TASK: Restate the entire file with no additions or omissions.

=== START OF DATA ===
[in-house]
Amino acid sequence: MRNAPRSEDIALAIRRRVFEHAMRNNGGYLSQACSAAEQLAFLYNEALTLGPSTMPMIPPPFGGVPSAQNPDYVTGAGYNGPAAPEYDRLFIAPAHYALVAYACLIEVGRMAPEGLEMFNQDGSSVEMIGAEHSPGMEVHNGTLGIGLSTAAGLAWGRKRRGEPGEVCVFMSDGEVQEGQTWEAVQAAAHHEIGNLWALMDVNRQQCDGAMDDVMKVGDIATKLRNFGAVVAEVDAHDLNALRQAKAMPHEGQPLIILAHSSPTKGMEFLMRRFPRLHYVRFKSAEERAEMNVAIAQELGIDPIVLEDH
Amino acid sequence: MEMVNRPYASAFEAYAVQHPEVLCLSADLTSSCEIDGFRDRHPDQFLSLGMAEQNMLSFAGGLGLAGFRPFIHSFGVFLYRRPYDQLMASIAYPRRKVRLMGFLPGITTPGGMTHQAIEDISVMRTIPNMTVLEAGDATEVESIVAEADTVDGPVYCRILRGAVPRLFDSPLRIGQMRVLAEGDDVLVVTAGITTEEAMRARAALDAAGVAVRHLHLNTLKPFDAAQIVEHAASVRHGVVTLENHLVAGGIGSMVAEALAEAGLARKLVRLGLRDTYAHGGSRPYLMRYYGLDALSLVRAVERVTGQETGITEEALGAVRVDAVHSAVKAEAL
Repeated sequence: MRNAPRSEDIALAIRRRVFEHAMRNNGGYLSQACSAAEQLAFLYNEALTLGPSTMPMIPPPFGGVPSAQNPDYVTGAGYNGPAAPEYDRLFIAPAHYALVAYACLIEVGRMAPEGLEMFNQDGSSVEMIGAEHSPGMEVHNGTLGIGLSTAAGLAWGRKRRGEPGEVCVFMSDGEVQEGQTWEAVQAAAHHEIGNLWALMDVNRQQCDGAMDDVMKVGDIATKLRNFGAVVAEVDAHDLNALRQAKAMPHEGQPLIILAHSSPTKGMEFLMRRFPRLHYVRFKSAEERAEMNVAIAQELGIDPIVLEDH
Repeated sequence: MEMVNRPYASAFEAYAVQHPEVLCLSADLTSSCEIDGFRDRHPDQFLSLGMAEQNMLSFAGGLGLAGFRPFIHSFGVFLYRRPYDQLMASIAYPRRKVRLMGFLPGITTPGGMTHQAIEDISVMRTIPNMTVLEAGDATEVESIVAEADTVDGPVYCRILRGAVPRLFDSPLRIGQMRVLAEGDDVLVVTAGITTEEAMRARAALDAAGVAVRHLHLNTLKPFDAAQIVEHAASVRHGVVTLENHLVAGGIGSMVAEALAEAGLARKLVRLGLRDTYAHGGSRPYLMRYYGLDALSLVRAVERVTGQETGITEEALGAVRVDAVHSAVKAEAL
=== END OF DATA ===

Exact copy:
[in-house]
Amino acid sequence: MRNAPRSEDIALAIRRRVFEHAMRNNGGYLSQACSAAEQLAFLYNEALTLGPSTMPMIPPPFGGVPSAQNPDYVTGAGYNGPAAPEYDRLFIAPAHYALVAYACLIEVGRMAPEGLEMFNQDGSSVEMIGAEHSPGMEVHNGTLGIGLSTAAGLAWGRKRRGEPGEVCVFMSDGEVQEGQTWEAVQAAAHHEIGNLWALMDVNRQQCDGAMDDVMKVGDIATKLRNFGAVVAEVDAHDLNALRQAKAMPHEGQPLIILAHSSPTKGMEFLMRRFPRLHYVRFKSAEERAEMNVAIAQELGIDPIVLEDH
Amino acid sequence: MEMVNRPYASAFEAYAVQHPEVLCLSADLTSSCEIDGFRDRHPDQFLSLGMAEQNMLSFAGGLGLAGFRPFIHSFGVFLYRRPYDQLMASIAYPRRKVRLMGFLPGITTPGGMTHQAIEDISVMRTIPNMTVLEAGDATEVESIVAEADTVDGPVYCRILRGAVPRLFDSPLRIGQMRVLAEGDDVLVVTAGITTEEAMRARAALDAAGVAVRHLHLNTLKPFDAAQIVEHAASVRHGVVTLENHLVAGGIGSMVAEALAEAGLARKLVRLGLRDTYAHGGSRPYLMRYYGLDALSLVRAVERVTGQETGITEEALGAVRVDAVHSAVKAEAL
Repeated sequence: MRNAPRSEDIALAIRRRVFEHAMRNNGGYLSQACSAAEQLAFLYNEALTLGPSTMPMIPPPFGGVPSAQNPDYVTGAGYNGPAAPEYDRLFIAPAHYALVAYACLIEVGRMAPEGLEMFNQDGSSVEMIGAEHSPGMEVHNGTLGIGLSTAAGLAWGRKRRGEPGEVCVFMSDGEVQEGQTWEAVQAAAHHEIGNLWALMDVNRQQCDGAMDDVMKVGDIATKLRNFGAVVAEVDAHDLNALRQAKAMPHEGQPLIILAHSSPTKGMEFLMRRFPRLHYVRFKSAEERAEMNVAIAQELGIDPIVLEDH
Repeated sequence: MEMVNRPYASAFEAYAVQHPEVLCLSADLTSSCEIDGFRDRHPDQFLSLGMAEQNMLSFAGGLGLAGFRPFIHSFGVFLYRRPYDQLMASIAYPRRKVRLMGFLPGITTPGGMTHQAIEDISVMRTIPNMTVLEAGDATEVESIVAEADTVDGPVYCRILRGAVPRLFDSPLRIGQMRVLAEGDDVLVVTAGITTEEAMRARAALDAAGVAVRHLHLNTLKPFDAAQIVEHAASVRHGVVTLENHLVAGGIGSMVAEALAEAGLARKLVRLGLRDTYAHGGSRPYLMRYYGLDALSLVRAVERVTGQETGITEEALGAVRVDAVHSAVKAEAL